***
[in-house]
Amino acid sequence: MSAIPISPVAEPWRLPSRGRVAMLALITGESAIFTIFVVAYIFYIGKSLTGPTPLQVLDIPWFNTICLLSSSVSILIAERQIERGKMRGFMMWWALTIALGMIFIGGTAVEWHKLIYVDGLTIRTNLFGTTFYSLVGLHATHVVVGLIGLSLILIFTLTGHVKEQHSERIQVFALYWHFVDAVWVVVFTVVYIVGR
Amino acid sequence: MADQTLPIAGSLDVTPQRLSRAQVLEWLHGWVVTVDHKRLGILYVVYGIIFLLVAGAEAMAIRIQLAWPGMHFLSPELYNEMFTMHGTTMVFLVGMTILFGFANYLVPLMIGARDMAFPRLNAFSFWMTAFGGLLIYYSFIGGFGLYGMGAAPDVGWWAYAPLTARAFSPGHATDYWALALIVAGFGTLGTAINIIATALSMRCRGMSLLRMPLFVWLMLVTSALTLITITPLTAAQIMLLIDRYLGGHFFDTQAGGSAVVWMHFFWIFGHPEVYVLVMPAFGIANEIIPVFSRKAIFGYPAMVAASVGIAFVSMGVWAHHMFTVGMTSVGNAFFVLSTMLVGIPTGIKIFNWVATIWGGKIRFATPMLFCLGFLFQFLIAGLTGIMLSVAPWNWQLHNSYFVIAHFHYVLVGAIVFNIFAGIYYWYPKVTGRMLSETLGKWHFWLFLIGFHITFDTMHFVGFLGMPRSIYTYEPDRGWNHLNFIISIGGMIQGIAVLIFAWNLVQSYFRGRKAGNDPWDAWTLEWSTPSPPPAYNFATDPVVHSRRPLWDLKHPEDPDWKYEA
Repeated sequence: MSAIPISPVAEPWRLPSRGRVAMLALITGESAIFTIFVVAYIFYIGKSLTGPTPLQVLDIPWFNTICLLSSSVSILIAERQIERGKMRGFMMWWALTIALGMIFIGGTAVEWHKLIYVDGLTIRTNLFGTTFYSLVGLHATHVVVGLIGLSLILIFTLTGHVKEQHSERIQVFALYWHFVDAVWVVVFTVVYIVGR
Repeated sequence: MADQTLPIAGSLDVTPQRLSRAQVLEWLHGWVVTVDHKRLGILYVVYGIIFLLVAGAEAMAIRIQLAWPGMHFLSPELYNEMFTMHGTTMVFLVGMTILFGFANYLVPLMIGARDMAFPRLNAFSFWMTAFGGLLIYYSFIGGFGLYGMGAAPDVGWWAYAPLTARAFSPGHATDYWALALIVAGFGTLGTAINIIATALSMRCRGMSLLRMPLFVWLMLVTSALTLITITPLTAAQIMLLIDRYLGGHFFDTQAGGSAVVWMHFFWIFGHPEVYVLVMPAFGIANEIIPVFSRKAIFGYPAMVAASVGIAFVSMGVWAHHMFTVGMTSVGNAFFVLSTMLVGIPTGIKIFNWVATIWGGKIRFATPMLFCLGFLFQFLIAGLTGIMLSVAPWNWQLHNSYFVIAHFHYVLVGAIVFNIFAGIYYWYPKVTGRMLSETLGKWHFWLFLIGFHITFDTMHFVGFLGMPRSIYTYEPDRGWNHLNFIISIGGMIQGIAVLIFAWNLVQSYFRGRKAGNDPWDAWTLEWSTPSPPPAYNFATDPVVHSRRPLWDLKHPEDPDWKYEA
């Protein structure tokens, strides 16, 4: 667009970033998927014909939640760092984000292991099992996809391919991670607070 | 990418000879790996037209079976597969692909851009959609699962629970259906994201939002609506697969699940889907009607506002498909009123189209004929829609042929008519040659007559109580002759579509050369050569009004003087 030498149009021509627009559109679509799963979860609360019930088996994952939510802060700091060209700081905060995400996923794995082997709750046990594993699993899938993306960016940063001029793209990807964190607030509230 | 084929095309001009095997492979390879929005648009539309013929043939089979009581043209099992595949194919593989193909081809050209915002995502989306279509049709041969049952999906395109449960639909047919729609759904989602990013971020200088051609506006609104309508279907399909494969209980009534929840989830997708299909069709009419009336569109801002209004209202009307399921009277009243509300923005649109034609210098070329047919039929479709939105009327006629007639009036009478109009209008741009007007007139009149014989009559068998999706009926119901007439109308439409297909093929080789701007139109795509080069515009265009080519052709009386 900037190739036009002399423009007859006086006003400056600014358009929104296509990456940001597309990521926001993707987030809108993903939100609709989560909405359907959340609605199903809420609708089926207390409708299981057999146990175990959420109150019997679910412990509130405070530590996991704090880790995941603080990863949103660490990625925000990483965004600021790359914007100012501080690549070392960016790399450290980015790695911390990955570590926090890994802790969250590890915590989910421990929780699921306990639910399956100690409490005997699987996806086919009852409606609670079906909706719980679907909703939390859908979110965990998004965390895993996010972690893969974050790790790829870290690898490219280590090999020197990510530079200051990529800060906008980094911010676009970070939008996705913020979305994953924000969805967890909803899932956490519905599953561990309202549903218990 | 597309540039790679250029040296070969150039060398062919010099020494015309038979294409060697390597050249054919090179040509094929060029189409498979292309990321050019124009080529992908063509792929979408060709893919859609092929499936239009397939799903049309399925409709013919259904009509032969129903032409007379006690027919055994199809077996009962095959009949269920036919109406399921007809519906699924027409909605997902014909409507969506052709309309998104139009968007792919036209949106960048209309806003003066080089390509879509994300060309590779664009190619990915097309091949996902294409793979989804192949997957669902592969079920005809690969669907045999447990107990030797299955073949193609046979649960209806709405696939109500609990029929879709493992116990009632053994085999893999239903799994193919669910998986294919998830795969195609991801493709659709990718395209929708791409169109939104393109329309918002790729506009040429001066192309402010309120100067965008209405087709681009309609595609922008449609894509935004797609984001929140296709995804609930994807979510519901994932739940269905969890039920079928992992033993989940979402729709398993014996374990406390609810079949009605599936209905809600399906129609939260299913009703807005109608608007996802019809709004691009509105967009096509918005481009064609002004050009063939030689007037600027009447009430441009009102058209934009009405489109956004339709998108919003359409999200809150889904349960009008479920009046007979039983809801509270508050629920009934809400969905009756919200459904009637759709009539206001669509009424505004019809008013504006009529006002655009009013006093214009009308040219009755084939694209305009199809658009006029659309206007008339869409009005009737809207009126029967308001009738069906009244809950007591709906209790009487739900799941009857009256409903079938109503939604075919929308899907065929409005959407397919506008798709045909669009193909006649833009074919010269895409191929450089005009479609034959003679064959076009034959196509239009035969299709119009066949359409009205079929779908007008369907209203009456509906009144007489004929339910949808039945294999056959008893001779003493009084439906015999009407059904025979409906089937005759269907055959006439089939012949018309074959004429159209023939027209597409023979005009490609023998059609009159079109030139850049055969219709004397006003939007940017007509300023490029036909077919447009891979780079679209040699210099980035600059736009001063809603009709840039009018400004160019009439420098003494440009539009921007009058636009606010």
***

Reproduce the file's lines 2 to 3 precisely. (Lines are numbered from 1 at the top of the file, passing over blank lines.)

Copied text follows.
Amino acid sequence: MSAIPISPVAEPWRLPSRGRVAMLALITGESAIFTIFVVAYIFYIGKSLTGPTPLQVLDIPWFNTICLLSSSVSILIAERQIERGKMRGFMMWWALTIALGMIFIGGTAVEWHKLIYVDGLTIRTNLFGTTFYSLVGLHATHVVVGLIGLSLILIFTLTGHVKEQHSERIQVFALYWHFVDAVWVVVFTVVYIVGR
Amino acid sequence: MADQTLPIAGSLDVTPQRLSRAQVLEWLHGWVVTVDHKRLGILYVVYGIIFLLVAGAEAMAIRIQLAWPGMHFLSPELYNEMFTMHGTTMVFLVGMTILFGFANYLVPLMIGARDMAFPRLNAFSFWMTAFGGLLIYYSFIGGFGLYGMGAAPDVGWWAYAPLTARAFSPGHATDYWALALIVAGFGTLGTAINIIATALSMRCRGMSLLRMPLFVWLMLVTSALTLITITPLTAAQIMLLIDRYLGGHFFDTQAGGSAVVWMHFFWIFGHPEVYVLVMPAFGIANEIIPVFSRKAIFGYPAMVAASVGIAFVSMGVWAHHMFTVGMTSVGNAFFVLSTMLVGIPTGIKIFNWVATIWGGKIRFATPMLFCLGFLFQFLIAGLTGIMLSVAPWNWQLHNSYFVIAHFHYVLVGAIVFNIFAGIYYWYPKVTGRMLSETLGKWHFWLFLIGFHITFDTMHFVGFLGMPRSIYTYEPDRGWNHLNFIISIGGMIQGIAVLIFAWNLVQSYFRGRKAGNDPWDAWTLEWSTPSPPPAYNFATDPVVHSRRPLWDLKHPEDPDWKYEA